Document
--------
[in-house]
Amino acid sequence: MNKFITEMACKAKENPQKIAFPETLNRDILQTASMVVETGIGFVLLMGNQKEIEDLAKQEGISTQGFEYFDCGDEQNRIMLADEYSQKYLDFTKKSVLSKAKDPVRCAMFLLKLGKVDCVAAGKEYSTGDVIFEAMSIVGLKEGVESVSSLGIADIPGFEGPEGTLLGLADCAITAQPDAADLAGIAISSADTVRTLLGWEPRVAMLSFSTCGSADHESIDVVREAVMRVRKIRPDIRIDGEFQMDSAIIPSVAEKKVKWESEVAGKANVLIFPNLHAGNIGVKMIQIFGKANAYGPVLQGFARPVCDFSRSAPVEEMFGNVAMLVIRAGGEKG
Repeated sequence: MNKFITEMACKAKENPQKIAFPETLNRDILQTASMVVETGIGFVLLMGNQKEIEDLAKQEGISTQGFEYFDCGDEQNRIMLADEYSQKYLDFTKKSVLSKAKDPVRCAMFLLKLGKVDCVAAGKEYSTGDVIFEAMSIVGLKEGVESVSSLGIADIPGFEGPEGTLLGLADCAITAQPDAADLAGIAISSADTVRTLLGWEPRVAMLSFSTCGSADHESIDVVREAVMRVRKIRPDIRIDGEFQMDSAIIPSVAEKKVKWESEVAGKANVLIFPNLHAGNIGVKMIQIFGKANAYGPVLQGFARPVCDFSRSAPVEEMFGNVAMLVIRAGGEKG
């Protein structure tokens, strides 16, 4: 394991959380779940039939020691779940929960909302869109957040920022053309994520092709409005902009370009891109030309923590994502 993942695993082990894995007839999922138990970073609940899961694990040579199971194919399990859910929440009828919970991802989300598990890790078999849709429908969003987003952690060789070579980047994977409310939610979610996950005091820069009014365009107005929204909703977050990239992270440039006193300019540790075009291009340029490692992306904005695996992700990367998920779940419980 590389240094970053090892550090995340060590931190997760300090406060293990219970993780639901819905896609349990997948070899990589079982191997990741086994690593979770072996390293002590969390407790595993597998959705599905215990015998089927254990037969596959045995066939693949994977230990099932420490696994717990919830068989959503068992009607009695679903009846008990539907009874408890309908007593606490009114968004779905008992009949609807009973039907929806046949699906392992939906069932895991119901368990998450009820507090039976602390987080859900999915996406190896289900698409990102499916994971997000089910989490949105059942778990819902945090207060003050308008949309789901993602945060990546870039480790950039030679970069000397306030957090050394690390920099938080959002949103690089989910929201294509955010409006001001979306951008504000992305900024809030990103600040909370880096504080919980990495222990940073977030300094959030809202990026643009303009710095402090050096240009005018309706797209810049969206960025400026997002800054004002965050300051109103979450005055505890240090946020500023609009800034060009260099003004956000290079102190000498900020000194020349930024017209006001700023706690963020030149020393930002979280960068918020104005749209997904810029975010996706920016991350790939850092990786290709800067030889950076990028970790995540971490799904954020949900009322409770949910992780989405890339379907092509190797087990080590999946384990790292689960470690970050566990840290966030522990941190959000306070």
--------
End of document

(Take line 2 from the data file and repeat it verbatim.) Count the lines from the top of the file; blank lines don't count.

Amino acid sequence: MNKFITEMACKAKENPQKIAFPETLNRDILQTASMVVETGIGFVLLMGNQKEIEDLAKQEGISTQGFEYFDCGDEQNRIMLADEYSQKYLDFTKKSVLSKAKDPVRCAMFLLKLGKVDCVAAGKEYSTGDVIFEAMSIVGLKEGVESVSSLGIADIPGFEGPEGTLLGLADCAITAQPDAADLAGIAISSADTVRTLLGWEPRVAMLSFSTCGSADHESIDVVREAVMRVRKIRPDIRIDGEFQMDSAIIPSVAEKKVKWESEVAGKANVLIFPNLHAGNIGVKMIQIFGKANAYGPVLQGFARPVCDFSRSAPVEEMFGNVAMLVIRAGGEKG